Two Artists Charged With Faking Indigenous Heritage To Make a Profit

After falsely identifying themselves as Native Americans, a pair of artists have been criminally charged.

Credit: AP Photo
Credit: AP Photo

Two Washington state artists were separately charged with violating the Indian Arts and Crafts Act after misrepresenting their status as Native American.

According to the U.S. Attorney’s Office, Lewis Anthony Rath, 52, said he was a member of the San Carlos Apache Tribe, while Jerry Chris Van Dyke, 67, who operated under the pseudonym Jerry Witten, claimed to be a Nez Perce Indian — neither had any tribal affiliation or heritage. Each sold a variety of art — including masks, totem poles, and pendants — respectively, at Raven’s Nest Treasure in Pike Place Market and Ye Olde Curiosity Shop in 2019.


 

Matthew Steinbrueck, owner of Raven’s Nest, told the Associated Press on Friday that he was unaware the goods were fabricated, believing the artists to be tribal members. “Our whole mission is to represent authentic Native art. We’ve had more than 100 authentic Native artists. I’ve always just taken their word for it,” Steinbrueck said.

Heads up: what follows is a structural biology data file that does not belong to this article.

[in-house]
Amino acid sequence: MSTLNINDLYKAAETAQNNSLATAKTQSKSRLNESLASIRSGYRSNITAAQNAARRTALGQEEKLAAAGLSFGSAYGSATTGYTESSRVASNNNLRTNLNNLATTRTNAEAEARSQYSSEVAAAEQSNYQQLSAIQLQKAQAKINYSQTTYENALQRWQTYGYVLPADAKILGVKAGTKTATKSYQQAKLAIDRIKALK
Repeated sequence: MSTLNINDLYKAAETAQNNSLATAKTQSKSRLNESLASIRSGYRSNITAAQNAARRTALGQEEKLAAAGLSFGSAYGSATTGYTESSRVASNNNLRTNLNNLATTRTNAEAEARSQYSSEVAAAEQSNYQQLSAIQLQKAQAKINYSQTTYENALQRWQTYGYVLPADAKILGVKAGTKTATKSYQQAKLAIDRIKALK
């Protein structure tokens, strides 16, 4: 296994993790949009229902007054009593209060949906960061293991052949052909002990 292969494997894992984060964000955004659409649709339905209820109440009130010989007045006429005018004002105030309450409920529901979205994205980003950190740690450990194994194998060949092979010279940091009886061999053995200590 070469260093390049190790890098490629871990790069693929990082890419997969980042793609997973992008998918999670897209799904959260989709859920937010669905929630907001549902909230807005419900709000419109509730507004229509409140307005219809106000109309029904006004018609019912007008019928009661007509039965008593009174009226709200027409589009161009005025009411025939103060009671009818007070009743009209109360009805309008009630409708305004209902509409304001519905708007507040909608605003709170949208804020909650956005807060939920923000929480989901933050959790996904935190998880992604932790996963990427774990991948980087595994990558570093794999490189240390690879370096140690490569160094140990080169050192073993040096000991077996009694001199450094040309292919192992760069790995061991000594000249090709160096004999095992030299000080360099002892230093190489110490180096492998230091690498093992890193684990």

Edward Grace, assistant director of the U.S. Fish and Wildlife Service Office of Law Enforcement, said in a news release, “By flooding the market with counterfeit Native American art and craftwork, these crimes cheat the consumer, undermine the economic livelihood of Native American artists, and impair Indian culture.” The probe into each case began when the Indian Arts and Crafts Board received complaints regarding the fraudulent artists.

Neither Raven’s Nest or Ye Old Curiosity Shop have been charged. Seattle Indigenous rights attorney, Gabriel Galanda, who belongs to the Round Valley Tribes of Northern California, is pushing for accountability.

Galanda told the Associated Press, “There has to be some diligence done by these galleries.”